A community leader who has spent 56 years living in Bentilee, believes the estate unfairly gets a bad name.
John Davies reacted after latest figures showed almost one in two children on the Stoke-on-Trent estate live in poverty.
Mr Davies, who runs Bentilee Volunteer Centre, admits the area has its “fair share of problems”.
In the latest HMRC report, 41.8% of children in the Bentilee and Ubberley ward come from families in poverty, the highest of any ward in Stoke-on-Trent.
Mr Davis, 79, said: “Bentilee is suffering in many aspects.
“A high percentage of elderly residents, single parents, large families and high unemployment don’t help.
“A lot of the problems are down to income.
“But there have been problems with schools closing down, which means reduced primary education places in the area.
“All these things together add up to create problems for the community and the area gets a bad name wrongly, we don’t have the extent of crime people imagine.”
A child in poverty is defined as living in a family on an income less than 60% below the UK average.
If a child is living in poverty their health can deteriorate as parents cannot afford to feed them fresh fruit and vegetables, their homes can be cold and in disrepair.
Their education can be hit as they are unable to concentrate in school from stressful parenting, parents are unable to afford school trips, and it can result in children leaving school with poor or no GCSEs.
Parents and grandparents in Bentilee today said some parents contributed to their own problems.
Mother-of-three Emma Tunstall, 31, of Shenfield Green, said: “People get enough benefits to feed their kids, I don’t understand why there’s poverty.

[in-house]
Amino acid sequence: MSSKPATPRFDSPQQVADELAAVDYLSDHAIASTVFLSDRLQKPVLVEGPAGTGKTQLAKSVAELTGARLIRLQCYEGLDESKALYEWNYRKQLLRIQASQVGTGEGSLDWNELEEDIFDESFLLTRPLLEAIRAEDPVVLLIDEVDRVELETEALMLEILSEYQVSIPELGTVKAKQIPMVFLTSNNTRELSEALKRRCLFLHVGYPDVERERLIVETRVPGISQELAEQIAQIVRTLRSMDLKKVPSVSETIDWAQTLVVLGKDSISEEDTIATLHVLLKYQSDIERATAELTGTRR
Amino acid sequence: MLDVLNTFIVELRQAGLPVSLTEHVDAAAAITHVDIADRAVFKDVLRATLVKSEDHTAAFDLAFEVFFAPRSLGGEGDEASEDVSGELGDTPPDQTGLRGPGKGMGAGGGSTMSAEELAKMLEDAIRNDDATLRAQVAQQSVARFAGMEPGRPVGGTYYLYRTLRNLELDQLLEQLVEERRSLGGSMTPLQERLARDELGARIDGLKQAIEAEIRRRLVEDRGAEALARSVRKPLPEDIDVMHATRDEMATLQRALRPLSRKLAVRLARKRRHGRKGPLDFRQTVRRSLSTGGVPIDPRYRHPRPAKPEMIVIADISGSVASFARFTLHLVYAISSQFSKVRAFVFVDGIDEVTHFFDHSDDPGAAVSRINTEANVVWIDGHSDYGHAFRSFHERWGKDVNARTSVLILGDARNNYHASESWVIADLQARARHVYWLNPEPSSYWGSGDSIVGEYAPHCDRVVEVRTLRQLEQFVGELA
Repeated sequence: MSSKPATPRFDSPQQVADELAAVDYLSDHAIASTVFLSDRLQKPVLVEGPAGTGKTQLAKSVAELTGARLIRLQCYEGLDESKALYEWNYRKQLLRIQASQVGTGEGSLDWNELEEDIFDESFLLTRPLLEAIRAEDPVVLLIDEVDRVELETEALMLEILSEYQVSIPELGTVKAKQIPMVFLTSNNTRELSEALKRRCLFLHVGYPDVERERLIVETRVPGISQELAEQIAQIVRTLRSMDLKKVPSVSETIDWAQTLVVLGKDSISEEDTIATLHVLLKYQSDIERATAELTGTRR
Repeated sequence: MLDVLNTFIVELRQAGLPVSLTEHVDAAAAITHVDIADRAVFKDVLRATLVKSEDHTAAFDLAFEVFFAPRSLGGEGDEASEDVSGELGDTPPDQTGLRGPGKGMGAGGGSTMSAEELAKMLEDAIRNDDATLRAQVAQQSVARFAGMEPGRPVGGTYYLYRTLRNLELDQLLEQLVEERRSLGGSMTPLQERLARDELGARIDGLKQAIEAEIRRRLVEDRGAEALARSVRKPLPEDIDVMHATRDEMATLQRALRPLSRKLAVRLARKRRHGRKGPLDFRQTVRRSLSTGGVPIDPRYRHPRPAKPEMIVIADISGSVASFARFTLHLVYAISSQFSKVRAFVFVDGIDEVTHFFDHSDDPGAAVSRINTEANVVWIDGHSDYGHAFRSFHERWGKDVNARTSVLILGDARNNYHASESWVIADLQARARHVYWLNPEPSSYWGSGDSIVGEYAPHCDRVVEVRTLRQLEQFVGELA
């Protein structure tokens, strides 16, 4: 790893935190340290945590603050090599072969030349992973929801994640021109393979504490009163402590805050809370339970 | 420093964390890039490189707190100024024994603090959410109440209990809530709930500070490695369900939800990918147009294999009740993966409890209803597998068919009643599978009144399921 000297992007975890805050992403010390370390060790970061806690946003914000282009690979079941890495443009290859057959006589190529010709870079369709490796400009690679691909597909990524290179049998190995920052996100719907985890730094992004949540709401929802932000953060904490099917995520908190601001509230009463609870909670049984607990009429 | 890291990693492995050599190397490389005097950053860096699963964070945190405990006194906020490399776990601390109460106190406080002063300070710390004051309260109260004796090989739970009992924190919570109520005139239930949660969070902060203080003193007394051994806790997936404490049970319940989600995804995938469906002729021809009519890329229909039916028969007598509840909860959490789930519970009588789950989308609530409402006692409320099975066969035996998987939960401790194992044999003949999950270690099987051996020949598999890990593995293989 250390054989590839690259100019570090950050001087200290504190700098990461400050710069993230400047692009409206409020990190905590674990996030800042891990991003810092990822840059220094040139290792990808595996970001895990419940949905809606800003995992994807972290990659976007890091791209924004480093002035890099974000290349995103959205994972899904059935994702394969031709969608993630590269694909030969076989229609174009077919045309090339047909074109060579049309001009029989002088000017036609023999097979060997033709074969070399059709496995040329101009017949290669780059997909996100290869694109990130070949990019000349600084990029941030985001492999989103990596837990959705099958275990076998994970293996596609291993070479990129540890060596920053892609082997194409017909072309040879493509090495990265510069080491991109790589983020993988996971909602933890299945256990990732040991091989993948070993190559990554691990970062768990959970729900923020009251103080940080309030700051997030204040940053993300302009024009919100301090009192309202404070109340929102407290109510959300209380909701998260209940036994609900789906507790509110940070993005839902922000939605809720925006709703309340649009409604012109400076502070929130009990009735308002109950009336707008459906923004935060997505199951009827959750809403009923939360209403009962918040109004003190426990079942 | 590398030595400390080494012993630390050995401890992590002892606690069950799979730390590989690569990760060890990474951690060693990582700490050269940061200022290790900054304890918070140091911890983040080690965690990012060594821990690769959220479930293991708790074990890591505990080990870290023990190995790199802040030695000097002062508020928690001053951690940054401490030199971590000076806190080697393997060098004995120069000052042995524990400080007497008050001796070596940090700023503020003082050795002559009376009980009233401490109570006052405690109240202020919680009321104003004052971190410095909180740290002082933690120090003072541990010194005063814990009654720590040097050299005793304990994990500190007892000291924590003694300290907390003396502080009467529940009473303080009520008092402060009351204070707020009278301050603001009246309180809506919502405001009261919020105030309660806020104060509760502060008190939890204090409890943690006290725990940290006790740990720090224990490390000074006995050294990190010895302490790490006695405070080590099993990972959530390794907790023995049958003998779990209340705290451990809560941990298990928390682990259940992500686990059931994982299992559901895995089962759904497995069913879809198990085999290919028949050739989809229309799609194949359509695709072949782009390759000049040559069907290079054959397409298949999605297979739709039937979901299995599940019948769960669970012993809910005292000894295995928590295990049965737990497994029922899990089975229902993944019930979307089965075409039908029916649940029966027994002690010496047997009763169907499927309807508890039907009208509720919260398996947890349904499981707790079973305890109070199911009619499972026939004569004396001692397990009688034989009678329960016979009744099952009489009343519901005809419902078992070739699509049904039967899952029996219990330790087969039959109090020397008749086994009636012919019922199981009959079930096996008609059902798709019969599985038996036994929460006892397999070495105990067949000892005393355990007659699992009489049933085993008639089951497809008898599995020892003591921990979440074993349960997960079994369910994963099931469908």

“It’s not fair to tar us with the same brush. I can’t see how any mother would let their kids go without. The council can’t do anything, it’s a no win situation.”
Grandmother Sylvia Durber, 51, of Blythe Bridge, said: “There are people who spend money on drugs rather than their kids.
“I think the council should stop giving the parents money and give them food vouchers instead.
“Parents who can’t look after their kids should have them taken away from them and given to people who can’t have kids. That would solve it.”
Housekeeper Maria Pickard, 46, of Dawlish Drive, said: “I’m shocked, because you don’t see it.
“I walk up and down the streets and the kids look well looked after.
“I’ve got grandkids on the estate and their parents all work so I suppose that we’re not represented in the report.”
Ruth Pass, 68, of Ubberley Drive, agreed with the council’s figures, stating there was a lot of poverty in the area.
“They keep on putting poverty people on the estate, it’s not going to get any better.
“You’ve got to put people on the estate that will make it thrive. The council aren’t doing a lot for us.
“This estate has always had a bad reputation and if you start putting people here who are poverty stricken it won’t get any better.
“It’s the council’s fault. I know people have to have estate houses but why put the rubbish on us.”
Margaret Rawlinson, 64, of Aylesbury Road, who works at St Maria Goretti Catholic Primary School, said: “There are a lot of families that have a poor quality of life.
“A lot of them can’t put food on the table.
“Where do we get the support from to help? Child protection and social services need to help more. A lot of people are too nervous to come forward for help.
“I don’t see a way out for them, a lot of families do struggle.”
Stoke-on-Trent City Council has developed a ‘Children and Families in Poverty Strategy’.
This has introduced an offer that allows disadvantaged families to access free childcare for their children under two years of age.
They have also made an improvement in the number of children leaving school with five or more GCSEs A*-C.
The strategy has also reduced the number of young people not in education, employment and training.
The city council’s “Mandate for Change” has put the Children and Young People’s Strategic Partnership at the heart of delivering key priorities.